Investigation by federal authorities

Resorts World potentially facing fines in alleged money laundering case

Reading time 1:43 min

Three gamblers under federal investigation for their involvement in illegal sports betting rings have reportedly lost nearly $24 million at Resorts World in Las Vegas since the casino's opening less than three years ago. This revelation could have significant implications for the property, currently under investigation by federal authorities from California.

The Nevada Gaming Control Board has also initiated a related probe involving multiple casinos, Nevada Current reported. Resorts World has not been charged with wrongdoing.

Damien LeForbes, one of the gamblers under investigation, incurred $12.3 million in losses over close to four dozen trips to Resorts World, according to sources. The casino turned over a bad check for $2.5 million from LeForbes to the Clark County District Attorney, but no case has been filed. LeForbes also owes $1 million to The Venetian, which has similarly referred the matter to the District Attorney without resulting charges, the report said.

Ryan Boyajian, an associate of illegal bookie Matt Bowyer, reportedly lost $3.7 million at Resorts World over 21 trips. Bowyer, who took sports bets from Ippei Mizuhara, a former interpreter for baseball star Shohei Ohtani, made 32 trips to Resorts World and lost $7.9 million between 2022 and 2023, Nevada Current reported. Mizuhara, who stole nearly $17 million from Ohtani’s bank account to fuel his gambling and pay off debts, has entered a plea deal with federal authorities.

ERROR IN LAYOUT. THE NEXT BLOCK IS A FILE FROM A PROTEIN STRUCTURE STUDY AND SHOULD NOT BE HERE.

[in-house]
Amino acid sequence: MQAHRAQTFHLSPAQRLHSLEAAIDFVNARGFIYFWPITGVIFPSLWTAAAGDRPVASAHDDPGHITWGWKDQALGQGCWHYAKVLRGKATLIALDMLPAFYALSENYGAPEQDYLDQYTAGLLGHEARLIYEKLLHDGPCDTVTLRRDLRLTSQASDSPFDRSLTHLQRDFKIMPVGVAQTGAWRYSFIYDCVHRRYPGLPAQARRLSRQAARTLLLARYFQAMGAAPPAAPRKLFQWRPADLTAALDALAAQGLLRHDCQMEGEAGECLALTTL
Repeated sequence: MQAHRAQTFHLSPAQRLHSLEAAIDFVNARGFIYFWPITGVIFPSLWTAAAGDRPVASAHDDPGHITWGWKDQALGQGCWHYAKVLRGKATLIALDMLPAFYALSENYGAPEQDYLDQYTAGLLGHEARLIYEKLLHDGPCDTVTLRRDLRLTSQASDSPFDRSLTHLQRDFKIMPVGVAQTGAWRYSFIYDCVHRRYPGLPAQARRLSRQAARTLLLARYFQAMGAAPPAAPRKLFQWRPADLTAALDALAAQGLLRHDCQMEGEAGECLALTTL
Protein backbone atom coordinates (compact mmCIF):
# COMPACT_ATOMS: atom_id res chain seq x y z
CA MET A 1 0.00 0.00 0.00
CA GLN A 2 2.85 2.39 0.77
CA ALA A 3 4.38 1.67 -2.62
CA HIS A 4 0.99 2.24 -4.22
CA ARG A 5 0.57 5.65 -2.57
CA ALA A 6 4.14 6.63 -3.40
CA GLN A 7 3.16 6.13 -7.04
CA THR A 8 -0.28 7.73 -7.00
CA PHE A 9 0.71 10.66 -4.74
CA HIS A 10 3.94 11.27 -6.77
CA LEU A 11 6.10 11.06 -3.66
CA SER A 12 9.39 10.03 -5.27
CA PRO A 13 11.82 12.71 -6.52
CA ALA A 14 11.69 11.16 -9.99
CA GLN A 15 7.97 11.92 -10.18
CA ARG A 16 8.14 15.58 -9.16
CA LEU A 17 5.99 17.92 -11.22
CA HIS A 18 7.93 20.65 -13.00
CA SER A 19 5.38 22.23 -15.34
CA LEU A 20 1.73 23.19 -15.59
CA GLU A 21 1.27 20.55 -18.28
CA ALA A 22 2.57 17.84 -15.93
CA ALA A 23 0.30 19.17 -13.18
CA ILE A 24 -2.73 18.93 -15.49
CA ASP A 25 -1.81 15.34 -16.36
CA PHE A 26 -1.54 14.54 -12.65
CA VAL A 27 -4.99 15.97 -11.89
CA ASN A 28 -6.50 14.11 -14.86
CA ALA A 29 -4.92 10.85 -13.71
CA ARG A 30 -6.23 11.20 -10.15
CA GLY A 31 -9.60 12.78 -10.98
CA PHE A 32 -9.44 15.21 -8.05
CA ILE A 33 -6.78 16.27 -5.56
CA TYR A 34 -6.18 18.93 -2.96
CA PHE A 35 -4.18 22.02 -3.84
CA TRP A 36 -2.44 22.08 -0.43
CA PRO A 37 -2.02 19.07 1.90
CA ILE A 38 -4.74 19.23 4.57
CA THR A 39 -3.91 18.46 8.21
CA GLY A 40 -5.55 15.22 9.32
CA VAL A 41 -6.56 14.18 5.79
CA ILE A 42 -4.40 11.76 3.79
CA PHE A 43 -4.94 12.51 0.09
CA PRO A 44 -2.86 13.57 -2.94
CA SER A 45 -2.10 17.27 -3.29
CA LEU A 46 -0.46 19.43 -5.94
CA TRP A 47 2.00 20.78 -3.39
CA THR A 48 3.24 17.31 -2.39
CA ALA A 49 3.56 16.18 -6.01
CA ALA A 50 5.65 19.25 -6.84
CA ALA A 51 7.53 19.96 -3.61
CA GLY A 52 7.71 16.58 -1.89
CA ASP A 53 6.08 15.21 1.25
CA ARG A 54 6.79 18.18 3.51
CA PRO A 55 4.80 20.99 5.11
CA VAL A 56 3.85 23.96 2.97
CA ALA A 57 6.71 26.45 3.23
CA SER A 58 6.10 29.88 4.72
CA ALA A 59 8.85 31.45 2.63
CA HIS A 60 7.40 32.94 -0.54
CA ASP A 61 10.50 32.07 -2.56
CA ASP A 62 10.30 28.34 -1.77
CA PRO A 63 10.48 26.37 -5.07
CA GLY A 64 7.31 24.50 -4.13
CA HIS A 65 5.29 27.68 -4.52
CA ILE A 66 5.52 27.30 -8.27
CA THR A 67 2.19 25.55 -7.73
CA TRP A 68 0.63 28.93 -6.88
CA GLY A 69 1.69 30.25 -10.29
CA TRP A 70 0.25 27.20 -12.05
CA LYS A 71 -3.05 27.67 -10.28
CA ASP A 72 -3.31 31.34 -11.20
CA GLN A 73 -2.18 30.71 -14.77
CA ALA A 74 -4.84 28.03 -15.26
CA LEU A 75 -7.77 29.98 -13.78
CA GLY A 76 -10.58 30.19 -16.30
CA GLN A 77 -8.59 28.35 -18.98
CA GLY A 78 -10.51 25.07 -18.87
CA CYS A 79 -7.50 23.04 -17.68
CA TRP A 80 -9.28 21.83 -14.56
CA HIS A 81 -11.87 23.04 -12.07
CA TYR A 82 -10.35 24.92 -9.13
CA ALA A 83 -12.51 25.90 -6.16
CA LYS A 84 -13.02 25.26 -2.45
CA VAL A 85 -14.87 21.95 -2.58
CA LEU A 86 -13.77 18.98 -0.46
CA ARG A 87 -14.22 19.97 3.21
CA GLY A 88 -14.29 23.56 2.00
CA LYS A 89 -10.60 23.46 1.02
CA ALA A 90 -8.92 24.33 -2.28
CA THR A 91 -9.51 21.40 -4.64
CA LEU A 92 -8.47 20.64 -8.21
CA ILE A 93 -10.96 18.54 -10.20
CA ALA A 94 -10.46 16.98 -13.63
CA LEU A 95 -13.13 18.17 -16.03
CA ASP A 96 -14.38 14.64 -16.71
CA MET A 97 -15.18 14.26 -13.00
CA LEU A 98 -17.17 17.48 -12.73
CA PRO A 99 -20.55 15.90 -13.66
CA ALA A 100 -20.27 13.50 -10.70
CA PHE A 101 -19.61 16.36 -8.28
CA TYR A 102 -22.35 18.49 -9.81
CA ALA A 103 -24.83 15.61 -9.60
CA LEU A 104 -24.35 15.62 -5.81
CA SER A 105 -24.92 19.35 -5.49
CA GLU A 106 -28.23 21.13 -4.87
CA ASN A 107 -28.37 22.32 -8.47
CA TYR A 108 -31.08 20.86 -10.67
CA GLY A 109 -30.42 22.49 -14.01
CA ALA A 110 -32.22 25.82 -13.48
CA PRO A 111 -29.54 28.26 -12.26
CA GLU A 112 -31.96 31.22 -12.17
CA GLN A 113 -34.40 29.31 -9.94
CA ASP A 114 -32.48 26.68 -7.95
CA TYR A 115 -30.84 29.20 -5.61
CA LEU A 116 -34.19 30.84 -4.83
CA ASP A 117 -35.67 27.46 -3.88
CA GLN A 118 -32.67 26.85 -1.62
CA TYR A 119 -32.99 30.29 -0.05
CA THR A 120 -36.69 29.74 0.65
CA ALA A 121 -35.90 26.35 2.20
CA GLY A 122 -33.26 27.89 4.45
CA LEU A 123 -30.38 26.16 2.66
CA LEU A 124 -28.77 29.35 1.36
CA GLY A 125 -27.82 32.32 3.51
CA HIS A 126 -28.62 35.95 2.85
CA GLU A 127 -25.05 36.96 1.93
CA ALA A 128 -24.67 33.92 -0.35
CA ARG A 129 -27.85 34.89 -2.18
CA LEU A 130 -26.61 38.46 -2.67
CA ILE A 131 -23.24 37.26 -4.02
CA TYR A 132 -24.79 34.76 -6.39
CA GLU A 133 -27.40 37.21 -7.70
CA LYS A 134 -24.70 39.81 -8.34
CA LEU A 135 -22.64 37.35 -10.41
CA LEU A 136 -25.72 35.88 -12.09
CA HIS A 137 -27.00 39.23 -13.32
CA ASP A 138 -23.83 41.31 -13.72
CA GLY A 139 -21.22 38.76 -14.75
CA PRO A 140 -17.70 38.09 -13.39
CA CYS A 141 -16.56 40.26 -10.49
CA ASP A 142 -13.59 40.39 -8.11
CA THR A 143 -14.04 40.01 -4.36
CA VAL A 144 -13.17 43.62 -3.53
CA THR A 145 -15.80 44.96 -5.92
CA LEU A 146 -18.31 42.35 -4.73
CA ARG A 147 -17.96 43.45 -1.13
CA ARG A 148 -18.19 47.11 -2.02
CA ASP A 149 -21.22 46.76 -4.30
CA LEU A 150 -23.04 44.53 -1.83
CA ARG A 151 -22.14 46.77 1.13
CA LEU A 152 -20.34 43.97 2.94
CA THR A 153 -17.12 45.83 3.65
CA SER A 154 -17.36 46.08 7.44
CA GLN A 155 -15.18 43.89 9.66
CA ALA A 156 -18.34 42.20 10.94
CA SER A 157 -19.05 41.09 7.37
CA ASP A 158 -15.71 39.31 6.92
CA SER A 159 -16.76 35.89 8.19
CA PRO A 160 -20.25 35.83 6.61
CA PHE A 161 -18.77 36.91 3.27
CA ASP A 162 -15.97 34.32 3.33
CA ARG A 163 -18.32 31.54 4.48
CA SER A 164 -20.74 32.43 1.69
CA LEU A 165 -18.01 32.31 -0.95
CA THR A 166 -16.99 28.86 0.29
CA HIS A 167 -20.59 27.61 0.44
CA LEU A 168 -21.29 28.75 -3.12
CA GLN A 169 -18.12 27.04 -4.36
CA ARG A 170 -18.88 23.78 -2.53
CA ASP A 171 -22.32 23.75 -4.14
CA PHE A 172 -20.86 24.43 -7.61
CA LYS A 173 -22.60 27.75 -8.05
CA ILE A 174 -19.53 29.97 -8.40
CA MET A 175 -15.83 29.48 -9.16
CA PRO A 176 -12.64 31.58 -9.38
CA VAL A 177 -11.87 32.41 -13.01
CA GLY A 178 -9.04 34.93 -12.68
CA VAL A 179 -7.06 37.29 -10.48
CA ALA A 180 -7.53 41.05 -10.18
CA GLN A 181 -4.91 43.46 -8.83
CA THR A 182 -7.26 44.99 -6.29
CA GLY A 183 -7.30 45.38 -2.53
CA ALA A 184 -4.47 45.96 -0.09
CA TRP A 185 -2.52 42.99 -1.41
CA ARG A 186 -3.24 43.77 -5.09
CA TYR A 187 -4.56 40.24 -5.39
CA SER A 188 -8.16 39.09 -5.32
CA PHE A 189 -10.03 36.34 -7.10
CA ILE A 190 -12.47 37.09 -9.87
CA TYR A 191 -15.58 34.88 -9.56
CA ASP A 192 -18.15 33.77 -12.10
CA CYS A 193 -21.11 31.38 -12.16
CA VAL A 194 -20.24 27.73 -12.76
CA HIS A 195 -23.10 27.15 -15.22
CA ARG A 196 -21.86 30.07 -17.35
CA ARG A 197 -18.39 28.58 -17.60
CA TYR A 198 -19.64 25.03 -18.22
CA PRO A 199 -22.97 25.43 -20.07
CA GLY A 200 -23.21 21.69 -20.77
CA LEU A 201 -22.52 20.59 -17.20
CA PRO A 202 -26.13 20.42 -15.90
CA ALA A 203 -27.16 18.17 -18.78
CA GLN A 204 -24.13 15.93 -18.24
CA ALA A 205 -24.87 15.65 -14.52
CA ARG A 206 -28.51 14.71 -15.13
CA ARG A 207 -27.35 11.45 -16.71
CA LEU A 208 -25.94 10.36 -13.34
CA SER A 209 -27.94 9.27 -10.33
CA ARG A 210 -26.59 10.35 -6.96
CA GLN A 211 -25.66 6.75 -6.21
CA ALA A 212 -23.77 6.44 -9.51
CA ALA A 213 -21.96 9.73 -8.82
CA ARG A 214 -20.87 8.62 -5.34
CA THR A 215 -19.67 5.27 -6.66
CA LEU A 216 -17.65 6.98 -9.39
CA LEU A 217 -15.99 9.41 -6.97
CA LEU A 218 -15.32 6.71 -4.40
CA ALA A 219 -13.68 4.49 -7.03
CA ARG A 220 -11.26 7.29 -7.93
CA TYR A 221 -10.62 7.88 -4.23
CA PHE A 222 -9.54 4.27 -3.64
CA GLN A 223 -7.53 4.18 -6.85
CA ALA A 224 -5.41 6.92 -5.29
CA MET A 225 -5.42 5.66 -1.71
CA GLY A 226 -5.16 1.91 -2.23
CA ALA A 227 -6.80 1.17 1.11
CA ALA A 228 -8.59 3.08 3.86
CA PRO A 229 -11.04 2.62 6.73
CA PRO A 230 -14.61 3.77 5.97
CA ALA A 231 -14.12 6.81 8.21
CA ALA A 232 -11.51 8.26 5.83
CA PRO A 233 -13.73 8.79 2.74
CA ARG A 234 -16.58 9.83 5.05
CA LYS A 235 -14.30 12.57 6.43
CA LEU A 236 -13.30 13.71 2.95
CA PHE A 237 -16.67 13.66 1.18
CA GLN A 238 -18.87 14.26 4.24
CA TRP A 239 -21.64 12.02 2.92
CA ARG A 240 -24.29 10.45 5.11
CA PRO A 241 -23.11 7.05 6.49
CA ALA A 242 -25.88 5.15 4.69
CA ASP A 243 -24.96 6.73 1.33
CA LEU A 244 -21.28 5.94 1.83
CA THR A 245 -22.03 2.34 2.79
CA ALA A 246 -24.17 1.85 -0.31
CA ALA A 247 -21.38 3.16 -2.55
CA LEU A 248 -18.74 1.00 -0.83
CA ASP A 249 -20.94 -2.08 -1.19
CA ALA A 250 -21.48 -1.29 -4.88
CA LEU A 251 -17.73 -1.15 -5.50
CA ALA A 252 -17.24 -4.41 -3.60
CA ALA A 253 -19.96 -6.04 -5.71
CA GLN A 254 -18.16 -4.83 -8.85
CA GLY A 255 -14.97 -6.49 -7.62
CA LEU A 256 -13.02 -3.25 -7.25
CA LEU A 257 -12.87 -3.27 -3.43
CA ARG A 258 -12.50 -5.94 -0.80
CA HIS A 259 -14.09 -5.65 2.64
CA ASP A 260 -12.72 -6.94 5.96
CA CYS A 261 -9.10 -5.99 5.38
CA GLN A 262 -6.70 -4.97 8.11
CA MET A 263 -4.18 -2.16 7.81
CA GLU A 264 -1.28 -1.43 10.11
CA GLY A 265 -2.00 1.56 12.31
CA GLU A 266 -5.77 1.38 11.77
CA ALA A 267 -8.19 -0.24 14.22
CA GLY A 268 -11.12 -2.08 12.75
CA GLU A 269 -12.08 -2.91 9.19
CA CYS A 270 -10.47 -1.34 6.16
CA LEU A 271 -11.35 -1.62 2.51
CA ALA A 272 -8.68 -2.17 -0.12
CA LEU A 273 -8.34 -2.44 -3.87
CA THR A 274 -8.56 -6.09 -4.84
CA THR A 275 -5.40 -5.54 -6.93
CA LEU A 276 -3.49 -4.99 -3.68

As per the Current, Bowyer, Boyajian, and LeForbes have not been charged with any crimes. Bowyer’s home was raided last October by federal authorities, the same team that investigated former MGM Grand and Resorts World president Scott Sibella. Sibella received one year of probation and a $9,500 fine for failing to ensure MGM filed a suspicious transaction report for a cash payment from gambler Wayne Nix, who has admitted to illegal bookmaking.

MGM Resorts agreed to pay $7.5 million to avoid prosecution in the case, which involved violations at MGM Grand and Cosmopolitan. The investigation of Nix and Sibella has now expanded to other resorts and alleged illegal bookmakers, including Bowyer and LeForbes. A dozen individuals have been charged or entered plea agreements in connection with the case.

On the day federal agents raided Bowyer’s home, they also confiscated the phone of Jennifer Belcastro, an independent representative who hosted Bowyer's first trip to Resorts World. Subsequently, Resorts World and state regulators approved Bowyer’s wife to represent him, allowing the couple to recoup a percentage of Bowyer’s losses, the report said.

Outside representatives, compensated based on their customer’s level of play and losses per trip, must be registered with the state and undergo a background check, according to Gaming Control Board spokesman Michael Lawton.

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